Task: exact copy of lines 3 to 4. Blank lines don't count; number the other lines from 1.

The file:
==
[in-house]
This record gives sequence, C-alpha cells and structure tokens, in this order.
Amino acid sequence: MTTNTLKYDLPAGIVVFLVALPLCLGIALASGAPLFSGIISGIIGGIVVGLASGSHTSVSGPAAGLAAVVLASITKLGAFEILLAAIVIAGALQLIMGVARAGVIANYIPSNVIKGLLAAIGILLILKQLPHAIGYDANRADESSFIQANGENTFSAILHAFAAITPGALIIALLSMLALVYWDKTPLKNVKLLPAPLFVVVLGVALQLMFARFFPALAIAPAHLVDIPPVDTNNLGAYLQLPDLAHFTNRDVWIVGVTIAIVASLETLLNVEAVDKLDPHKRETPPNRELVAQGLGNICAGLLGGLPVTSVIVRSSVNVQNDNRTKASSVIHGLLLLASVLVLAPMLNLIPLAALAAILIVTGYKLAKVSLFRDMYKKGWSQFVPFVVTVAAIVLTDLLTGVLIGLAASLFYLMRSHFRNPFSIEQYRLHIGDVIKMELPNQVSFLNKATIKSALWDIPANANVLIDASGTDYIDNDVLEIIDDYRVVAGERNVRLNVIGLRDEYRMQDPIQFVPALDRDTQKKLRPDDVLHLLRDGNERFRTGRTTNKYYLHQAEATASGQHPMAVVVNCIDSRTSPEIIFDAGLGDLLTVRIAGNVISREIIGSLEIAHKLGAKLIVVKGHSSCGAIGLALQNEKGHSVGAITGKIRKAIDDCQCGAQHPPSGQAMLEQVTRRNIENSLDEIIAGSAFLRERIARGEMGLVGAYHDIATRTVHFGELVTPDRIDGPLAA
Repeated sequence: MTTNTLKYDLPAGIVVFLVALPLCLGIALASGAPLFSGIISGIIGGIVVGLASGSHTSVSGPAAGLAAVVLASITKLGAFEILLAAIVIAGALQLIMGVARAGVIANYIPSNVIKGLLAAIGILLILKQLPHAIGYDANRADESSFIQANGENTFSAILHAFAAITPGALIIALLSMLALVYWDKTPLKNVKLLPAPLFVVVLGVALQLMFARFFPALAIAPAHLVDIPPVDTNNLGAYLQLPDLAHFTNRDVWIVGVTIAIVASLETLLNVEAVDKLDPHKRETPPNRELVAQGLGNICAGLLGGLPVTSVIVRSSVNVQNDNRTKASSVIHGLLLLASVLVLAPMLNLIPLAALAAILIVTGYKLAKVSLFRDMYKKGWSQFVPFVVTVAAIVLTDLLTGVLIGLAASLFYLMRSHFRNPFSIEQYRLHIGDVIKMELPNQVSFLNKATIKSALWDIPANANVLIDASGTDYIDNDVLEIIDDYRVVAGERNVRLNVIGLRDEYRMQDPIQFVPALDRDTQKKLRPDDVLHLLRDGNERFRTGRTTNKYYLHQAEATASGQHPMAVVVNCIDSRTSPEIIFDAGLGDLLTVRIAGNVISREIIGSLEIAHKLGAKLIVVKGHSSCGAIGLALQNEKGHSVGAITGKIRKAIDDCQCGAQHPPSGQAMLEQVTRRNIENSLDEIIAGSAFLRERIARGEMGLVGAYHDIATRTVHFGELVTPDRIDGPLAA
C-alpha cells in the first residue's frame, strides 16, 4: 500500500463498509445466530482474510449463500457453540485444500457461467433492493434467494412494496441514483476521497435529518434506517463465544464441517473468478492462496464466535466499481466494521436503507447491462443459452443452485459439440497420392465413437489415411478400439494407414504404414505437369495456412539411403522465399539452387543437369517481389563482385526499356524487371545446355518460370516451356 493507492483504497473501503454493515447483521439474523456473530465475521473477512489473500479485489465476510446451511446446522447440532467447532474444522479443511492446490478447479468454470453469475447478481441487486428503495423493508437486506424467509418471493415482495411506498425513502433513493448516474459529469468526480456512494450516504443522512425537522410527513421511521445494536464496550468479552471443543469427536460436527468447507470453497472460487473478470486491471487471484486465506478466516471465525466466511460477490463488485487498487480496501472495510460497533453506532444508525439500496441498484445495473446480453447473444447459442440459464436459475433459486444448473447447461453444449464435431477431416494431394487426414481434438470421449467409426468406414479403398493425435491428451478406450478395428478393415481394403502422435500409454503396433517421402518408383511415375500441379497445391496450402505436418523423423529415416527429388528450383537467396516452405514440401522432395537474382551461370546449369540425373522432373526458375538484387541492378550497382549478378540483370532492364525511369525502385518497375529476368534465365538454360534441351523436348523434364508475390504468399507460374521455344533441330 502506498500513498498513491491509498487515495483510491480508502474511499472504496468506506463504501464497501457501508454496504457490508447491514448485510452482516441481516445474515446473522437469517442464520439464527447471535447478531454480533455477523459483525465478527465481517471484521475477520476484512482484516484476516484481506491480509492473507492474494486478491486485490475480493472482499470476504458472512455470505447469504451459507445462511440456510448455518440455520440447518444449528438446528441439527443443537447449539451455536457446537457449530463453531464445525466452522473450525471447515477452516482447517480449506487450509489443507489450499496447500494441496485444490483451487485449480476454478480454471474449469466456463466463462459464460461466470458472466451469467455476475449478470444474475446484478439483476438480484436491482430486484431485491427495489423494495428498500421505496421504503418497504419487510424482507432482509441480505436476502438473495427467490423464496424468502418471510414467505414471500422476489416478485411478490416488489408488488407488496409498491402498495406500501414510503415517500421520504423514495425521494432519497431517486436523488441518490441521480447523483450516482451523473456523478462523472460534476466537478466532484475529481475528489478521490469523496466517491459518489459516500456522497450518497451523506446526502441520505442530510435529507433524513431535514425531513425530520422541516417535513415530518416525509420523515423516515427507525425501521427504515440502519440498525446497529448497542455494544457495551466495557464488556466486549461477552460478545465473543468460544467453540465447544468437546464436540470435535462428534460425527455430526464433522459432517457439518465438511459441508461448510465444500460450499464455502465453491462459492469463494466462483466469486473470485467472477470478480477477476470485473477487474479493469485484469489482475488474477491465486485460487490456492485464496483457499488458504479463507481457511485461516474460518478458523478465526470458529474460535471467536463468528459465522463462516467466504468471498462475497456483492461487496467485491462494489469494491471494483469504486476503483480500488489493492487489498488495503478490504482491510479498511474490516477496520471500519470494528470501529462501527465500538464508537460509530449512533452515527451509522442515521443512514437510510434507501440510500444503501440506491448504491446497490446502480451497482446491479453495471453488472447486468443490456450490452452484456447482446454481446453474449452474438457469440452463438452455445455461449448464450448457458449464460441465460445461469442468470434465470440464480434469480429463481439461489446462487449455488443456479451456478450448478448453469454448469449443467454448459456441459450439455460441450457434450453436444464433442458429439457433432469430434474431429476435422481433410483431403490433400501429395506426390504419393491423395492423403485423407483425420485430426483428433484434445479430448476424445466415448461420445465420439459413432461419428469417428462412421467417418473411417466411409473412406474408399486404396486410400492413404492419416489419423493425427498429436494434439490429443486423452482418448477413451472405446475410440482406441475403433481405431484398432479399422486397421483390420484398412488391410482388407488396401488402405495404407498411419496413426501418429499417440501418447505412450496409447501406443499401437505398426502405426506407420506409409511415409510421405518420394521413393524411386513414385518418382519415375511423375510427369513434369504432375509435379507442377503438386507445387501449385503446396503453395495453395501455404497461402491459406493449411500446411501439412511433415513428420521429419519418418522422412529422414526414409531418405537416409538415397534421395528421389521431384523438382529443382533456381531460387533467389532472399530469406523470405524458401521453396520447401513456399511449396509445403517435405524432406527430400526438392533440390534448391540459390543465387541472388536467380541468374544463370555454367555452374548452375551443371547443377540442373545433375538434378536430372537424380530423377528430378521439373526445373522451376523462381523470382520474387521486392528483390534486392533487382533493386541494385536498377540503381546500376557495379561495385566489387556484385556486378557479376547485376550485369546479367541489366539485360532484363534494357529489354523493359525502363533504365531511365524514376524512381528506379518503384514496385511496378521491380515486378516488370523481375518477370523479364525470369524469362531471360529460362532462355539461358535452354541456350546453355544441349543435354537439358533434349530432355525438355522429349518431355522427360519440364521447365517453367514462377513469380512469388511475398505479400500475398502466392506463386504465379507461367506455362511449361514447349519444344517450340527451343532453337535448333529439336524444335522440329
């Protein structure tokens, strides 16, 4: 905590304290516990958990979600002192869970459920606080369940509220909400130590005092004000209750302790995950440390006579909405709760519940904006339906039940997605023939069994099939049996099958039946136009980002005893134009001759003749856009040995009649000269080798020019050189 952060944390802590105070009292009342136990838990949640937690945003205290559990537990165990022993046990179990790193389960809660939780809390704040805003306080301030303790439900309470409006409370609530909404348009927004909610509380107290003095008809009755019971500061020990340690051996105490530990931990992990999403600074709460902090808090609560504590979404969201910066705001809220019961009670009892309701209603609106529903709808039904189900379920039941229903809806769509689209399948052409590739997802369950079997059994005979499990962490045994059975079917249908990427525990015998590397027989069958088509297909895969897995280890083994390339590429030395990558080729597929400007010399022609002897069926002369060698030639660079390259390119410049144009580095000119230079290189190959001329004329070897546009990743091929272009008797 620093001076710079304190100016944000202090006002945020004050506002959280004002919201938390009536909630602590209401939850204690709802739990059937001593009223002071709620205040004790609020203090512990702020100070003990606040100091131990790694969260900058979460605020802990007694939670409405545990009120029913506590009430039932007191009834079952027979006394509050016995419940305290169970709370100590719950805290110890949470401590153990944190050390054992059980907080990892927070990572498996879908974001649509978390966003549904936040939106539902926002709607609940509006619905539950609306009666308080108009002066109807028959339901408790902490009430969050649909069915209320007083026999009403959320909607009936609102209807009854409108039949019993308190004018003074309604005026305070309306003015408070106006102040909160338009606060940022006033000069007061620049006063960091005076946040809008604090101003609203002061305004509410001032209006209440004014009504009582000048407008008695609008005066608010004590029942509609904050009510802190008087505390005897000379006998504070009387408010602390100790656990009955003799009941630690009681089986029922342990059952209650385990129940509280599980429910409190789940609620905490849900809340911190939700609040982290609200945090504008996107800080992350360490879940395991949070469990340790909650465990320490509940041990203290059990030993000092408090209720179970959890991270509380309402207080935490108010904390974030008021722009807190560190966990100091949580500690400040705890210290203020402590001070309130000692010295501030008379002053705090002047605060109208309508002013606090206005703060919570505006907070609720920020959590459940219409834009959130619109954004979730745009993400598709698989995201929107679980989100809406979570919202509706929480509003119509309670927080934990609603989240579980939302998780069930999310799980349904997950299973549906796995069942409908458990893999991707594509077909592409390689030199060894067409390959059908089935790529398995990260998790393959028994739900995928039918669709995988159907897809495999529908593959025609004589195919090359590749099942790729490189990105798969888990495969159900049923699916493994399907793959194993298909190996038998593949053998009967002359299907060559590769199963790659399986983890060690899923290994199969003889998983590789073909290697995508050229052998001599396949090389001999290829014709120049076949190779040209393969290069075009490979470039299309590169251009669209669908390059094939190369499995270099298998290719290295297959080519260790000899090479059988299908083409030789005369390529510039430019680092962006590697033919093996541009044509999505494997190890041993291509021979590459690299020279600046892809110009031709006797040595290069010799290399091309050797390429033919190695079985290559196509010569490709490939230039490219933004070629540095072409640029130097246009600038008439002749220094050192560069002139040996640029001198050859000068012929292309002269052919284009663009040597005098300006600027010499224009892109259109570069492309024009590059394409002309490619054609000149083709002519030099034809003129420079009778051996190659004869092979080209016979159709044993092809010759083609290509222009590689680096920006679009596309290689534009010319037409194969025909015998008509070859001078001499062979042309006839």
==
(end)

Amino acid sequence: MTTNTLKYDLPAGIVVFLVALPLCLGIALASGAPLFSGIISGIIGGIVVGLASGSHTSVSGPAAGLAAVVLASITKLGAFEILLAAIVIAGALQLIMGVARAGVIANYIPSNVIKGLLAAIGILLILKQLPHAIGYDANRADESSFIQANGENTFSAILHAFAAITPGALIIALLSMLALVYWDKTPLKNVKLLPAPLFVVVLGVALQLMFARFFPALAIAPAHLVDIPPVDTNNLGAYLQLPDLAHFTNRDVWIVGVTIAIVASLETLLNVEAVDKLDPHKRETPPNRELVAQGLGNICAGLLGGLPVTSVIVRSSVNVQNDNRTKASSVIHGLLLLASVLVLAPMLNLIPLAALAAILIVTGYKLAKVSLFRDMYKKGWSQFVPFVVTVAAIVLTDLLTGVLIGLAASLFYLMRSHFRNPFSIEQYRLHIGDVIKMELPNQVSFLNKATIKSALWDIPANANVLIDASGTDYIDNDVLEIIDDYRVVAGERNVRLNVIGLRDEYRMQDPIQFVPALDRDTQKKLRPDDVLHLLRDGNERFRTGRTTNKYYLHQAEATASGQHPMAVVVNCIDSRTSPEIIFDAGLGDLLTVRIAGNVISREIIGSLEIAHKLGAKLIVVKGHSSCGAIGLALQNEKGHSVGAITGKIRKAIDDCQCGAQHPPSGQAMLEQVTRRNIENSLDEIIAGSAFLRERIARGEMGLVGAYHDIATRTVHFGELVTPDRIDGPLAA
Repeated sequence: MTTNTLKYDLPAGIVVFLVALPLCLGIALASGAPLFSGIISGIIGGIVVGLASGSHTSVSGPAAGLAAVVLASITKLGAFEILLAAIVIAGALQLIMGVARAGVIANYIPSNVIKGLLAAIGILLILKQLPHAIGYDANRADESSFIQANGENTFSAILHAFAAITPGALIIALLSMLALVYWDKTPLKNVKLLPAPLFVVVLGVALQLMFARFFPALAIAPAHLVDIPPVDTNNLGAYLQLPDLAHFTNRDVWIVGVTIAIVASLETLLNVEAVDKLDPHKRETPPNRELVAQGLGNICAGLLGGLPVTSVIVRSSVNVQNDNRTKASSVIHGLLLLASVLVLAPMLNLIPLAALAAILIVTGYKLAKVSLFRDMYKKGWSQFVPFVVTVAAIVLTDLLTGVLIGLAASLFYLMRSHFRNPFSIEQYRLHIGDVIKMELPNQVSFLNKATIKSALWDIPANANVLIDASGTDYIDNDVLEIIDDYRVVAGERNVRLNVIGLRDEYRMQDPIQFVPALDRDTQKKLRPDDVLHLLRDGNERFRTGRTTNKYYLHQAEATASGQHPMAVVVNCIDSRTSPEIIFDAGLGDLLTVRIAGNVISREIIGSLEIAHKLGAKLIVVKGHSSCGAIGLALQNEKGHSVGAITGKIRKAIDDCQCGAQHPPSGQAMLEQVTRRNIENSLDEIIAGSAFLRERIARGEMGLVGAYHDIATRTVHFGELVTPDRIDGPLAA